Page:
That is the real trick with these, wether one is cloning or just trying to replicate the process. The catch is that they pitch huge amounts of yeast and make no attempts to raise the fermentation temperature. The exothermic reaction takes it up I think it is to the 80's (F) by roughly day three, with the ambient being somewhere in the low 60's. I am convinced it is near impossible to do this on a homebrew scale.

What I always do is leave the bulk of the primary ferment at around mid 60's, as I see it start to slow down bring it to a 70 °F place, and then finally raise it up really warm as it is just finishing off. I have never had a problem with fusels and it achieves exactly what I am looking for.
 

jager

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The yeast produce invertase so I don't see a need to break down sucrose before giving it to them.

About the invert sugar. I seriously doubt they are using it as it costs more than regular old sucrose. Those monks are focused on producing a quality product at the lowest cost possible.


I'd be willing to be that if the monks were in the US they would be using corn syrup.



But then again, invert sugar does taste pretty good straight out of the bucket so their might be something to it.
 

gERgMan

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Glibbidy said:
The ingredients for this beer aside from the yeast, are very simple.
Malt: pilsener, and crystal
Hops: Styrian goldings, and Hallertau
Yeast: Rochefort
Spices: Coriander (teeny tiny amount) :
I am not sure I understand the thinking behind the inverted sugar addition. Like somebody had said, these monks strive for simplicity and attaining the best beer from the few ingredients they use (Pilsner and malt). Every recipe I have seen goes with plenty of Belgian Candi Sugar it seems to make up for the sugar in solution. Is the inverted sugar a lack-of-funds substitute?

The flavor profile of this beer will most certainly come from the yeast used and the fermentation temp. I know there won't be any harm in using the other style of yeast mentioned, but it will be unique, not necessarily a Rochefort dead-on. Not to say it won't be good.
 

zoebisch01

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jager said:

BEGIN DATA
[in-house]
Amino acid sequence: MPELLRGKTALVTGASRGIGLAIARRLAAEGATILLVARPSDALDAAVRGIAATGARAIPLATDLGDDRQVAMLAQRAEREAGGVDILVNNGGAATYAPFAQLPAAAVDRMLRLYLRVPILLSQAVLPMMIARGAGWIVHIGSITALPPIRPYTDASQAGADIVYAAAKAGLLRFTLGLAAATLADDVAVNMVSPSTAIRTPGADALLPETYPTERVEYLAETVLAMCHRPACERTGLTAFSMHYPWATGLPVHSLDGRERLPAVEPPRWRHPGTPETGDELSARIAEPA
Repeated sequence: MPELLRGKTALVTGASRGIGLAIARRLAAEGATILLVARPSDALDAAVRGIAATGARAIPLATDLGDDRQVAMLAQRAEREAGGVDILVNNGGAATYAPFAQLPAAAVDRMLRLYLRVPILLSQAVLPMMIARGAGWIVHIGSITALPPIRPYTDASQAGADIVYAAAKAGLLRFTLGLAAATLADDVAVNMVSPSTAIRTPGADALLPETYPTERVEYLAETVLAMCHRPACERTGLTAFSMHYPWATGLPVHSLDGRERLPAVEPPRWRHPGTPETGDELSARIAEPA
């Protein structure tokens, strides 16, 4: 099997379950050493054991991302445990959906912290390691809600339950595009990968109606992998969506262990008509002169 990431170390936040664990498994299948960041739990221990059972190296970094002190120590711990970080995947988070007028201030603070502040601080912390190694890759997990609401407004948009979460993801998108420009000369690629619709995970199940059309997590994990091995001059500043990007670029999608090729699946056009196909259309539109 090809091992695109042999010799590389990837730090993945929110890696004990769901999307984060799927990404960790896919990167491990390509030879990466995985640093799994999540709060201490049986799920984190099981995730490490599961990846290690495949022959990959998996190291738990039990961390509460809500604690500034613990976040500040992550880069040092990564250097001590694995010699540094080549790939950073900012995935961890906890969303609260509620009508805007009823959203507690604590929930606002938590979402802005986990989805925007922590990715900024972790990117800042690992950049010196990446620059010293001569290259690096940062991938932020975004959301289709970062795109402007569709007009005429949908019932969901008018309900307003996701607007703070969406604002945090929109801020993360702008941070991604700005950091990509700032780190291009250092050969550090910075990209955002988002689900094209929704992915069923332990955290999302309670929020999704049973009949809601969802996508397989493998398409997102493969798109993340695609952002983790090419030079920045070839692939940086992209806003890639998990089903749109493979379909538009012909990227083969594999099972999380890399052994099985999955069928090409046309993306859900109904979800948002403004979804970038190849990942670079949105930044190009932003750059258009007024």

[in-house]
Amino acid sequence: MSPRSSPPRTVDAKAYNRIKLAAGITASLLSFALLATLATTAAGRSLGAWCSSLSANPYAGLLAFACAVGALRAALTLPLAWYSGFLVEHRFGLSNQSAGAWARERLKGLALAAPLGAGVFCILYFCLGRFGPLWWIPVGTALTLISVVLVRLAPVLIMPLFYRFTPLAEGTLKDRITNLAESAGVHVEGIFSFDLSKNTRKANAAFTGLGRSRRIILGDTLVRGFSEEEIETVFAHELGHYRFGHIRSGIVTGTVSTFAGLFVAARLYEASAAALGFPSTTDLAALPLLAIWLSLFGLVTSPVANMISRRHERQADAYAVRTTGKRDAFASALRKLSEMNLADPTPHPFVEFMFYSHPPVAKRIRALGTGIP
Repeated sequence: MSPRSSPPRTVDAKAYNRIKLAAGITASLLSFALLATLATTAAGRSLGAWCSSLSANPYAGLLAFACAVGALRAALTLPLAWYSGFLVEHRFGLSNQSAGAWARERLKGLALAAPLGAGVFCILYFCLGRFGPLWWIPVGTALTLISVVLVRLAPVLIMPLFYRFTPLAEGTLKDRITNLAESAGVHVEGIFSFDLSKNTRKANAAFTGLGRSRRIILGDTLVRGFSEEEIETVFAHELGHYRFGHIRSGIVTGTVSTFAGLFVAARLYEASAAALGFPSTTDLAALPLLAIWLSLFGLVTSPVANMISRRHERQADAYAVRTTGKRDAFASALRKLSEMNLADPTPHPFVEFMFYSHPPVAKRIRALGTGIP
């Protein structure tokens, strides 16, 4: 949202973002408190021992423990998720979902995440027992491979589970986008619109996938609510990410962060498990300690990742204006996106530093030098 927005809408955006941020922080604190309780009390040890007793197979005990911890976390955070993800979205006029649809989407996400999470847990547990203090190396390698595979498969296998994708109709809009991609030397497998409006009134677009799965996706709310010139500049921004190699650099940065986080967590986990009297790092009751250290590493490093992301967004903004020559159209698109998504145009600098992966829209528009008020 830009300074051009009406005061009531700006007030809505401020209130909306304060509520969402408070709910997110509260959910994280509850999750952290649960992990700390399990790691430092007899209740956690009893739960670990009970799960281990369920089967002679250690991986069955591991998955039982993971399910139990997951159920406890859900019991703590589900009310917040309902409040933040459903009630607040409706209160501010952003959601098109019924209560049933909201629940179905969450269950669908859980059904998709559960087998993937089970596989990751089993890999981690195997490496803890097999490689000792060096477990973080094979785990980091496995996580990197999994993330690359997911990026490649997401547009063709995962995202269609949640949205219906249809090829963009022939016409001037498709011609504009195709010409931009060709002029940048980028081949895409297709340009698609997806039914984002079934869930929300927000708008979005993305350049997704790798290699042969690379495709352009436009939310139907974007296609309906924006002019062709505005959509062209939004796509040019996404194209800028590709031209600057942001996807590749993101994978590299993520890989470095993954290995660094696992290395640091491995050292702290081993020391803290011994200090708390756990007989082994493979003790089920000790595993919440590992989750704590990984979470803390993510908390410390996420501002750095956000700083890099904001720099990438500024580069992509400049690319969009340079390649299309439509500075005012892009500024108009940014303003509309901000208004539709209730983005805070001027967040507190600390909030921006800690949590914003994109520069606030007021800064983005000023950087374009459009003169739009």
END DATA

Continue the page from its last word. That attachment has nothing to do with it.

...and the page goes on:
The yeast produce invertase so I don't see a need to break down sucrose before giving it to them.

About the invert sugar. I seriously doubt they are using it as it costs more than regular old sucrose. Those monks are focused on producing a quality product at the lowest cost possible.


I'd be willing to be that if the monks were in the US they would be using corn syrup.



But then again, invert sugar does taste pretty good straight out of the bucket so their might be something to it.
I am not 100% certain that Rochefort is using it, but Orval is:

http://www.orval.be/an/FS_an.html ("In one and a half hours, the wort takes on an amber colour. It is at this point that white candy sugar is added in the kettle.")

From what I have read and gathered, is that inverting the sugar beforehand is reported to help the yeast. I have used table sugar and invert sugar, and I feel there is a difference in the final product. BBR had a good experiment on the various types of sugar as adjuncts here
 

Ryanh1801

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man if i could brew a good Rochefort 8, im not sure that I would ever brew anything else. Please post up how it turns out.
 
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Evan!

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Well, I needed bottle caps and star san. Somehow that little order turned into the big Rochefort order. They didn't have Hallertau hops, though, so I'll have to substitute with something else. Oh well. No big deal. Liberty might work. Wish me luck! I think I'll be brewing this soon, if all goes well.
 

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So you're brewing it today? I hope it turns out well, both for you and for selfish reasons ;) I want to brew it! I'd love to recreate the 10. My Roch 8 is in the primary, its good so far but maybe a little chocolatey, hopefully it will give way to the o/flavors more. Good Luck.
 
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Evan!

Evan!